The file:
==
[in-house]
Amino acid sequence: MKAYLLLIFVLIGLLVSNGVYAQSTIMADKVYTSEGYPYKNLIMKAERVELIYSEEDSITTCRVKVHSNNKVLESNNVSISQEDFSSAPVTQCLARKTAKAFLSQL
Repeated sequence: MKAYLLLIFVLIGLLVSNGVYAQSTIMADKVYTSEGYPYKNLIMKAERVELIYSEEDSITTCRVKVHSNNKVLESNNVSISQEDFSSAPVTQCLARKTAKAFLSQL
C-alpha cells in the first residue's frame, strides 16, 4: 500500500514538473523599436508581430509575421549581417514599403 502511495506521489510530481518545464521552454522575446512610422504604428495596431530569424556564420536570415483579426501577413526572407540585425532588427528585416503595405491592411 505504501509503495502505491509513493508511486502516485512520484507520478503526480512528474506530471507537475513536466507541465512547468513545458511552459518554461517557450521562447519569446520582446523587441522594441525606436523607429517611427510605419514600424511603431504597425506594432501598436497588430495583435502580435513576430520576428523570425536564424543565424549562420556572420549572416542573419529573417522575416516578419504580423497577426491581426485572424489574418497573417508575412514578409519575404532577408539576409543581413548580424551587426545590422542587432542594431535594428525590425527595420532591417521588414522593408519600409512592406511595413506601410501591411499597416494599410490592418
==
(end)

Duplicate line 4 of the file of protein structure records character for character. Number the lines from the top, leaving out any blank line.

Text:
C-alpha cells in the first residue's frame, strides 16, 4: 500500500514538473523599436508581430509575421549581417514599403 502511495506521489510530481518545464521552454522575446512610422504604428495596431530569424556564420536570415483579426501577413526572407540585425532588427528585416503595405491592411 505504501509503495502505491509513493508511486502516485512520484507520478503526480512528474506530471507537475513536466507541465512547468513545458511552459518554461517557450521562447519569446520582446523587441522594441525606436523607429517611427510605419514600424511603431504597425506594432501598436497588430495583435502580435513576430520576428523570425536564424543565424549562420556572420549572416542573419529573417522575416516578419504580423497577426491581426485572424489574418497573417508575412514578409519575404532577408539576409543581413548580424551587426545590422542587432542594431535594428525590425527595420532591417521588414522593408519600409512592406511595413506601410501591411499597416494599410490592418